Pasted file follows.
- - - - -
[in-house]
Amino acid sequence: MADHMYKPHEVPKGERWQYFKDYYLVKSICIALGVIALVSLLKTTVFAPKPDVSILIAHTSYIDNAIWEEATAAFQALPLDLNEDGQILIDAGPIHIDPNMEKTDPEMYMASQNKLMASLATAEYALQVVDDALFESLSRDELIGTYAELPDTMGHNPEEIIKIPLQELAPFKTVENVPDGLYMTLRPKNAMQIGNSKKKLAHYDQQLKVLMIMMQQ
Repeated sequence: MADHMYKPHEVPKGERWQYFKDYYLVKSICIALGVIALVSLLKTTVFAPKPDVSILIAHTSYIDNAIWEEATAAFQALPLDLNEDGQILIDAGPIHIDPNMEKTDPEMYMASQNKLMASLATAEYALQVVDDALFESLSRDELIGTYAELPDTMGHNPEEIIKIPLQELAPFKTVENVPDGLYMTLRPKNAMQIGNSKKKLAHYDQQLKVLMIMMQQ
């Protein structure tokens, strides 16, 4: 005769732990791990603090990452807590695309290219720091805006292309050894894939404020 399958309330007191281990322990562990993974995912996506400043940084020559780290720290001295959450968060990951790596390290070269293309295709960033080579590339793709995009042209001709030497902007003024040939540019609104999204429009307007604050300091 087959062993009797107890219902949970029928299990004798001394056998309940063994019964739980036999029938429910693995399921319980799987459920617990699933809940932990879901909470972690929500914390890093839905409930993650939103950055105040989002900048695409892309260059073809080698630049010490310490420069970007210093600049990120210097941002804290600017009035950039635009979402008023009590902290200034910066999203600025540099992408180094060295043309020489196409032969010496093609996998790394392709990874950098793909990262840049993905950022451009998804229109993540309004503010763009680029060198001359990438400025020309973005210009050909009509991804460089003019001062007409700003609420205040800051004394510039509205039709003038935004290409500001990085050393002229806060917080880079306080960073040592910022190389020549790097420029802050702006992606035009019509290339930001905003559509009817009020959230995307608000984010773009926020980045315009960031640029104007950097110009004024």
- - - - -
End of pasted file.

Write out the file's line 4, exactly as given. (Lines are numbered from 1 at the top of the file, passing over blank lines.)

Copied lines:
């Protein structure tokens, strides 16, 4: 005769732990791990603090990452807590695309290219720091805006292309050894894939404020 399958309330007191281990322990562990993974995912996506400043940084020559780290720290001295959450968060990951790596390290070269293309295709960033080579590339793709995009042209001709030497902007003024040939540019609104999204429009307007604050300091 087959062993009797107890219902949970029928299990004798001394056998309940063994019964739980036999029938429910693995399921319980799987459920617990699933809940932990879901909470972690929500914390890093839905409930993650939103950055105040989002900048695409892309260059073809080698630049010490310490420069970007210093600049990120210097941002804290600017009035950039635009979402008023009590902290200034910066999203600025540099992408180094060295043309020489196409032969010496093609996998790394392709990874950098793909990262840049993905950022451009998804229109993540309004503010763009680029060198001359990438400025020309973005210009050909009509991804460089003019001062007409700003609420205040800051004394510039509205039709003038935004290409500001990085050393002229806060917080880079306080960073040592910022190389020549790097420029802050702006992606035009019509290339930001905003559509009817009020959230995307608000984010773009926020980045315009960031640029104007950097110009004024």